KEYNES. So, in that case . . . wouldn’t dear money have been more efficacious . . . in restoring equilibrium between home and foreign price . . .?

HAWTREY. . . .the export of gold itself would have tended to produce equilibrium. It depends very much at what stage you suppose the process to be applied.

KEYNES. . . . so cheap money here affects the outside world more than it affects us, but dear money here affects us more than it affects the outside world.

HAWTREY. No. My suggestion is that through cheap money here, the export of gold encourages credit expansion elsewhere, but the loss of gold tends to have some restrictive effect on credit here.

KEYNES. But this can only happen if the loss of gold causes a reversal of the cheap money policy?

HAWTREY. No, I think that the export of gold has some effect consistent with cheap money.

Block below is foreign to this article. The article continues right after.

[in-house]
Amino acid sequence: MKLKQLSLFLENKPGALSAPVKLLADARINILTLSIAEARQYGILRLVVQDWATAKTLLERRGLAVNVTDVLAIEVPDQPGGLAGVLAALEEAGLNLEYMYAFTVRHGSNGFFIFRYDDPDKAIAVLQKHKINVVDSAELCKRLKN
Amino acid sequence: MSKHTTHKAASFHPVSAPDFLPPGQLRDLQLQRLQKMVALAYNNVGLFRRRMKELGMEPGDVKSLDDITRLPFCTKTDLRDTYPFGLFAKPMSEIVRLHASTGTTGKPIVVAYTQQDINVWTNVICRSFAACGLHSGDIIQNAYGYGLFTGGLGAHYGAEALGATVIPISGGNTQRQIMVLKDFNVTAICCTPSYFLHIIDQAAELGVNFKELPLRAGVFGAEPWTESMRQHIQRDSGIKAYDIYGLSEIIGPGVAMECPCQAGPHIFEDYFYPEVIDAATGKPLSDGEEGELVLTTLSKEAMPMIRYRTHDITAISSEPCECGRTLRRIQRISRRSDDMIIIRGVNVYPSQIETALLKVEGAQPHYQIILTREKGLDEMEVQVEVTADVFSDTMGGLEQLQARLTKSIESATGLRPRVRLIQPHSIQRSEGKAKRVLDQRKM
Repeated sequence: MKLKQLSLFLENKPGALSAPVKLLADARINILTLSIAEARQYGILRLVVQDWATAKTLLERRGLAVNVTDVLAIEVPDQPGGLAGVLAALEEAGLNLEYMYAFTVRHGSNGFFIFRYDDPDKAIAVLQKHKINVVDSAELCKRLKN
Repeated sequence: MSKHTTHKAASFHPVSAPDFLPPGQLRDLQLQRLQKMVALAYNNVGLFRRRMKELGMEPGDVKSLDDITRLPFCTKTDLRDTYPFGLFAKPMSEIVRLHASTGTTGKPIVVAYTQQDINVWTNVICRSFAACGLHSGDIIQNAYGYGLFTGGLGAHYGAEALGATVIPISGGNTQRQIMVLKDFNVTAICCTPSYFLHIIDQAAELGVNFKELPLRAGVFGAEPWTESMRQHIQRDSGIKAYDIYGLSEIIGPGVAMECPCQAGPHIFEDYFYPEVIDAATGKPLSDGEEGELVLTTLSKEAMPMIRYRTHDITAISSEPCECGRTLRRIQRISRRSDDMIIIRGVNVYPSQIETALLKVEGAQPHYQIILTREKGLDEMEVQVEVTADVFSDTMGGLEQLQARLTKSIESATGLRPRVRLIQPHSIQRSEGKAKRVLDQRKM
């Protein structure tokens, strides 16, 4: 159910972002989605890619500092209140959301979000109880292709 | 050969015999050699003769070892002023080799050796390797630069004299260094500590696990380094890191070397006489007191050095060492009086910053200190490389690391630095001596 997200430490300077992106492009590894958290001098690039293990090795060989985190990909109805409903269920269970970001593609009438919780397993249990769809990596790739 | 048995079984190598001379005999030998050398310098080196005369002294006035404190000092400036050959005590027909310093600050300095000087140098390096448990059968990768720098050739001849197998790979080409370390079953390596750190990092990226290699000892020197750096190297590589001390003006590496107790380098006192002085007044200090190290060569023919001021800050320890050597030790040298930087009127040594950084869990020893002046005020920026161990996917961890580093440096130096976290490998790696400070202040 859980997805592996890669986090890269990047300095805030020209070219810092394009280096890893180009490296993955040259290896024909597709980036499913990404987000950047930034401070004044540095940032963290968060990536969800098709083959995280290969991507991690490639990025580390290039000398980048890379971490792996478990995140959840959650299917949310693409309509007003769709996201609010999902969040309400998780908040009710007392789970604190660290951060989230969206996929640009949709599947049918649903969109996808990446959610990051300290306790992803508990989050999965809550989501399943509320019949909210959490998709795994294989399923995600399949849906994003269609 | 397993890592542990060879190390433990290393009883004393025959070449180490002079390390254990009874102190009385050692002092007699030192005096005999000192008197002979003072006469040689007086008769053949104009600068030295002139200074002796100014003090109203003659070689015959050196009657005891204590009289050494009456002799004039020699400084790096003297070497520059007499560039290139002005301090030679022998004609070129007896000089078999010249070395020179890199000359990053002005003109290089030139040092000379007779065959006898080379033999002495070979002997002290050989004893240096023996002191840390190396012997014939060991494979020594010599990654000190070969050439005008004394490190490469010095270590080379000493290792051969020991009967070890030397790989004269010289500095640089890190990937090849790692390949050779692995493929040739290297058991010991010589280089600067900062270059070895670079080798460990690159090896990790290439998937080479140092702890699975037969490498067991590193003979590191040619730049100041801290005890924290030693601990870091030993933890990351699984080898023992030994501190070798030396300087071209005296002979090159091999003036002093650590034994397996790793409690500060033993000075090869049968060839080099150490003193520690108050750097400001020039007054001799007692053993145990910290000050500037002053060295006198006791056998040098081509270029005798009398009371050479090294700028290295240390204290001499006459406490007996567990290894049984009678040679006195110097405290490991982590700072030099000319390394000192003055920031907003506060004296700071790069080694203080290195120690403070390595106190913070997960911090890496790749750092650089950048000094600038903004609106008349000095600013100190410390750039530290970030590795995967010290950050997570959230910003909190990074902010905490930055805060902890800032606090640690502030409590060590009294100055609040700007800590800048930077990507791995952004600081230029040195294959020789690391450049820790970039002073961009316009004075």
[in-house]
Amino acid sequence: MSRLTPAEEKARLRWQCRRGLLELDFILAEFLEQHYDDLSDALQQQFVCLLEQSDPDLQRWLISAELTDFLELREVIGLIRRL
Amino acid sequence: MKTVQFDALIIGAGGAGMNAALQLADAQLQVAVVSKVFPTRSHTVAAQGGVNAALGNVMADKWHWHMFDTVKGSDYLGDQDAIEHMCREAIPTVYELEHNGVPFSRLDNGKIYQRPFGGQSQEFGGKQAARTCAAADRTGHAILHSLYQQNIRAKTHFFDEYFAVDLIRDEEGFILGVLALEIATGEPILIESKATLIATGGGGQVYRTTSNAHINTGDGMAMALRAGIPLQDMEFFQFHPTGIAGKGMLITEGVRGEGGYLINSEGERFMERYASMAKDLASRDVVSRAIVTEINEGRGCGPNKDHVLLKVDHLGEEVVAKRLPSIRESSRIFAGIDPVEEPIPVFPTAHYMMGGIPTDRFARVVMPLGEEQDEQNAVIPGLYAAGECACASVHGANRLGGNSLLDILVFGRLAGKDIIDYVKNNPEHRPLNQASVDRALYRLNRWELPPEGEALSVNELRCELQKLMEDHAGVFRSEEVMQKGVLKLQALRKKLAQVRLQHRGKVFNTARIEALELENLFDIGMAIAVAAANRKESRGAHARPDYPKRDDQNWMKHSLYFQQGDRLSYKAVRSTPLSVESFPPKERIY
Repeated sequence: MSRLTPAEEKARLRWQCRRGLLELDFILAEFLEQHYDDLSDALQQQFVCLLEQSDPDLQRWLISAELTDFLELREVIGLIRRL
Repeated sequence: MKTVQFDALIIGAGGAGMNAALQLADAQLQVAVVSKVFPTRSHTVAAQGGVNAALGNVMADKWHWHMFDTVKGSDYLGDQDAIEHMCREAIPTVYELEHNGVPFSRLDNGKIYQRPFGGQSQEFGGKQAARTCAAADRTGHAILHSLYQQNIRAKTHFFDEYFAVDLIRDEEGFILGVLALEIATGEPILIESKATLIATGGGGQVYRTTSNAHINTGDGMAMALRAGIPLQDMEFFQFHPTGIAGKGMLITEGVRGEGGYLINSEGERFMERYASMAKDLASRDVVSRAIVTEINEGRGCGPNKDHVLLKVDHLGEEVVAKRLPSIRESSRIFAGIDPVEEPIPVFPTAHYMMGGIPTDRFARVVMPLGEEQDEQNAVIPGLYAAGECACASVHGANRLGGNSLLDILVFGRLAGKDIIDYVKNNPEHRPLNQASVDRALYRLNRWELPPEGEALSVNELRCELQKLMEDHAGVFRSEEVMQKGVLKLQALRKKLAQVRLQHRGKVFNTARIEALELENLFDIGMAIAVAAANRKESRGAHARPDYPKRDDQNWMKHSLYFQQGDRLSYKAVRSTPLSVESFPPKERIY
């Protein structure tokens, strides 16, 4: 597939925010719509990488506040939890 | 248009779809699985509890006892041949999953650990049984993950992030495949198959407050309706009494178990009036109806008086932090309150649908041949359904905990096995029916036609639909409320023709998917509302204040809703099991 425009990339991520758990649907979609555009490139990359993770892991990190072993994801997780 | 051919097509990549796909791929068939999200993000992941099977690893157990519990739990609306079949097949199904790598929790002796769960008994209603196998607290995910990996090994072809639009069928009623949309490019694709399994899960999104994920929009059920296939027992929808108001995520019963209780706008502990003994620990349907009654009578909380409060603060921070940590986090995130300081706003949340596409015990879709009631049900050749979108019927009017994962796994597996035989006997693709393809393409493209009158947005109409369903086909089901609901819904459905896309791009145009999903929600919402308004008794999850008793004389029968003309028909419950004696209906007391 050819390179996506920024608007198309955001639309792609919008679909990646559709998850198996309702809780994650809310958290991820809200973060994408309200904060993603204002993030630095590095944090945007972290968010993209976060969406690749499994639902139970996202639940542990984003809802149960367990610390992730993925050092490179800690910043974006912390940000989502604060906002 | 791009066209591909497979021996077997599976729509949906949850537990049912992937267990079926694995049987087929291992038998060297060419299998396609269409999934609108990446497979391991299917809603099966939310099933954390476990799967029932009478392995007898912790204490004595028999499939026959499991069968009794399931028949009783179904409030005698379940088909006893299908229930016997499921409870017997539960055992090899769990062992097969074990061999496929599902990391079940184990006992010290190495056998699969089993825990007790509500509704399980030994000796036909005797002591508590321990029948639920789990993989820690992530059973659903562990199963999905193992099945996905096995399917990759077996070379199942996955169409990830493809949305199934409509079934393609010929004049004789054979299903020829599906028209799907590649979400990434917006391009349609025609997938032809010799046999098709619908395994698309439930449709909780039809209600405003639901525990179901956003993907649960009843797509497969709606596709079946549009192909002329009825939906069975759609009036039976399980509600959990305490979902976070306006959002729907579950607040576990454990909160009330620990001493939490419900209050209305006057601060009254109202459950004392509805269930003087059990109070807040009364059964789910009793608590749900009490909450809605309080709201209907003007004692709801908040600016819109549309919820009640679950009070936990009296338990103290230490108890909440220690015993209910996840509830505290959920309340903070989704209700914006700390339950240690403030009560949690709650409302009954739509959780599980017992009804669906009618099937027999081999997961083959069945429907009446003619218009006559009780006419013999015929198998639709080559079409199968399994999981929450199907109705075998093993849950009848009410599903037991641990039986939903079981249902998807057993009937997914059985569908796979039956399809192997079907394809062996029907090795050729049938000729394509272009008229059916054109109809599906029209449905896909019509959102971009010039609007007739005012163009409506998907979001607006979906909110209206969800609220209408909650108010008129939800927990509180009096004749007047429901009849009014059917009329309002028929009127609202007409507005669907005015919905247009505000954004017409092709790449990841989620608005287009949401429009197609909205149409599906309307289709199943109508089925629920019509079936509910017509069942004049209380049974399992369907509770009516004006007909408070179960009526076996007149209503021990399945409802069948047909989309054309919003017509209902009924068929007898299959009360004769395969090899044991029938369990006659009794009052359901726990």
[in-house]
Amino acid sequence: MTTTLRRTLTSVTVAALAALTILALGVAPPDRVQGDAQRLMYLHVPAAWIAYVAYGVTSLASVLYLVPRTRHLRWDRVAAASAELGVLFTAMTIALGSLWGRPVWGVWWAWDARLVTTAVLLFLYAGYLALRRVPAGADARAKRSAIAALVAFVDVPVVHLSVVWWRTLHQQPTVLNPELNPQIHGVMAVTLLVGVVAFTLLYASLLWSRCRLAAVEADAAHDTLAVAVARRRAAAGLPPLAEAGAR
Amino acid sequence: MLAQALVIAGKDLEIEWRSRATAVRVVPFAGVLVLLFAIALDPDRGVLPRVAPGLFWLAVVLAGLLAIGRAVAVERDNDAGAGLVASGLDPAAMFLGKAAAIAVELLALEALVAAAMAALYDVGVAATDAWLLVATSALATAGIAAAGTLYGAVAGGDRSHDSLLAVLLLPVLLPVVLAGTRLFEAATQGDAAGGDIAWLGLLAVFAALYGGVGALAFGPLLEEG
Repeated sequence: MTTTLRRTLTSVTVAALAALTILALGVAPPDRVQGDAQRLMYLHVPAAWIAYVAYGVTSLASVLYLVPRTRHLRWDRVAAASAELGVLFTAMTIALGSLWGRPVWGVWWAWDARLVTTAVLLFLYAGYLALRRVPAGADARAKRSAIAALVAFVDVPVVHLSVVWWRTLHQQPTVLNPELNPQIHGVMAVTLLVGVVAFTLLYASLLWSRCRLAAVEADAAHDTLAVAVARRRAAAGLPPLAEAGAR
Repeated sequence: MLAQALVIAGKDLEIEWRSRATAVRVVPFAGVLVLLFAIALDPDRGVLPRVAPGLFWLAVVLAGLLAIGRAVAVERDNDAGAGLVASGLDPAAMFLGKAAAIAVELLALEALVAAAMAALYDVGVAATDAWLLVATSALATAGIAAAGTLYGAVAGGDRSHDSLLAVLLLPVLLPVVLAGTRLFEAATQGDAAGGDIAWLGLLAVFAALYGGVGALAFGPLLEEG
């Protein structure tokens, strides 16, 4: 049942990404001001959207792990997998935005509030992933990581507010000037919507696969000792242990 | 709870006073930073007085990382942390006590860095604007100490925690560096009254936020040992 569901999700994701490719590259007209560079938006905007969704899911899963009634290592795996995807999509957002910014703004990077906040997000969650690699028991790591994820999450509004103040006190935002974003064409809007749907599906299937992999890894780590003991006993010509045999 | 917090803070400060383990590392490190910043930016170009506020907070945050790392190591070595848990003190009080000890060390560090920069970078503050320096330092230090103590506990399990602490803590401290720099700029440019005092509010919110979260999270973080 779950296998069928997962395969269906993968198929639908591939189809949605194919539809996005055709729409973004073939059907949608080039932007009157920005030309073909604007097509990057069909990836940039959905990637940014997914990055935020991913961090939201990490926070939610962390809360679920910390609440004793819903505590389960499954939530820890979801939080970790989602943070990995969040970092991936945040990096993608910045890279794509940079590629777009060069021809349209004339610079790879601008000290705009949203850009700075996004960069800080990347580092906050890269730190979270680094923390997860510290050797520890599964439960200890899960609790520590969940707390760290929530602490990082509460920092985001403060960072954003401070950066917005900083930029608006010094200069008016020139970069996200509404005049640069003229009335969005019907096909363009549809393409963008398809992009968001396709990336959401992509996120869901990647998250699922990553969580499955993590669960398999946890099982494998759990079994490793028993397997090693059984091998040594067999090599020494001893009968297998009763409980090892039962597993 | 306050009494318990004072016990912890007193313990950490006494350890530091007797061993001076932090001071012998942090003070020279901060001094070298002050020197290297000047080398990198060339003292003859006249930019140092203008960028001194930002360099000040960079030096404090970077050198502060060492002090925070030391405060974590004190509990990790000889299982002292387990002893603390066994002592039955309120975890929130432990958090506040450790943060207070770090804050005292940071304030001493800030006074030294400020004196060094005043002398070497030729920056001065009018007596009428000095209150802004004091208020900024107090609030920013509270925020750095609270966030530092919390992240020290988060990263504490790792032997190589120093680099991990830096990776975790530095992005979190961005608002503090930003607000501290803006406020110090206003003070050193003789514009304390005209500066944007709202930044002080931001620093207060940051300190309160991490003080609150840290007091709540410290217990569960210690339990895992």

In his questioning, Keynes focused on an apparent asymmetry in Hawtrey’s argument. Hawtrey had argued that allowing an efflux of gold would encourage credit expansion in the rest of the world, which would make it easier for British prices to adjust to a rising international price level rather than having to fall all the way to a stable or declining international price level. Keynes countered that, even if the rest of the world adjusted its policy to the easier British policy, it was not plausible to assume that the effect of British policy would be greater on the international price level than on the internal British price level. Thus, for British monetary policy to facilitate the adjustment of the internal British price level to the international price level, cheap money would tend to be self-defeating, inasmuch as cheap money would tend to raise British prices faster than it raised the international price level. Thus, according to Keynes, for monetary policy to close the gap between the elevated internal British price level and the international price level, a dear-money policy was necessary, because dear money would reduce British internal prices faster than it reduced international prices.